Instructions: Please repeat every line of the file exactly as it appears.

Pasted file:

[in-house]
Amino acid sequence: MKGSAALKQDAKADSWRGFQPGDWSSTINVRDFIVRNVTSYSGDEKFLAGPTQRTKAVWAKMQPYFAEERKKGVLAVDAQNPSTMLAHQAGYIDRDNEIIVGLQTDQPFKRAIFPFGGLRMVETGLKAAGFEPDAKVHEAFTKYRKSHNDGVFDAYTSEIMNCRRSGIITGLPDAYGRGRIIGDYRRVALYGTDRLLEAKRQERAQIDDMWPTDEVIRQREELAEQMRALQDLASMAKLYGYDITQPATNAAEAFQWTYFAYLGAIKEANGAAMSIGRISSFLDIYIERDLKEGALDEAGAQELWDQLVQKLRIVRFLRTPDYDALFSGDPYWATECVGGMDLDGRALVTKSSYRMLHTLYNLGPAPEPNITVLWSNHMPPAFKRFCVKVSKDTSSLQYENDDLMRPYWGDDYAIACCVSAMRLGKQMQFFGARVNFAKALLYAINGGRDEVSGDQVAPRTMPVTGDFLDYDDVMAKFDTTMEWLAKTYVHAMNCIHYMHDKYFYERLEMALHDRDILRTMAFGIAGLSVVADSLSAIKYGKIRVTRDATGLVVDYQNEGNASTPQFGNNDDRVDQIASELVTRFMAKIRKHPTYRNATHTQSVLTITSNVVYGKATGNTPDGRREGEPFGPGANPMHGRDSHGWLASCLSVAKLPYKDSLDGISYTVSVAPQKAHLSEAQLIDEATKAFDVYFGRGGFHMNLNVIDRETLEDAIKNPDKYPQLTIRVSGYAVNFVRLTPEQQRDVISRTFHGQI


[in-house]
Amino acid sequence: MKGSAALKQDAKADSWRGFQPGDWSSTINVRDFIVRNVTSYSGDEKFLAGPTQRTKAVWAKMQPYFAEERKKGVLAVDAQNPSTMLAHQAGYIDRDNEIIVGLQTDQPFKRAIFPFGGLRMVETGLKAAGFEPDAKVHEAFTKYRKSHNDGVFDAYTSEIMNCRRSGIITGLPDAYGRGRIIGDYRRVALYGTDRLLEAKRQERAQIDDMWPTDEVIRQREELAEQMRALQDLASMAKLYGYDITQPATNAAEAFQWTYFAYLGAIKEANGAAMSIGRISSFLDIYIERDLKEGALDEAGAQELWDQLVQKLRIVRFLRTPDYDALFSGDPYWATECVGGMDLDGRALVTKSSYRMLHTLYNLGPAPEPNITVLWSNHMPPAFKRFCVKVSKDTSSLQYENDDLMRPYWGDDYAIACCVSAMRLGKQMQFFGARVNFAKALLYAINGGRDEVSGDQVAPRTMPVTGDFLDYDDVMAKFDTTMEWLAKTYVHAMNCIHYMHDKYFYERLEMALHDRDILRTMAFGIAGLSVVADSLSAIKYGKIRVTRDATGLVVDYQNEGNASTPQFGNNDDRVDQIASELVTRFMAKIRKHPTYRNATHTQSVLTITSNVVYGKATGNTPDGRREGEPFGPGANPMHGRDSHGWLASCLSVAKLPYKDSLDGISYTVSVAPQKAHLSEAQLIDEATKAFDVYFGRGGFHMNLNVIDRETLEDAIKNPDKYPQLTIRVSGYAVNFVRLTPEQQRDVISRTFHGQI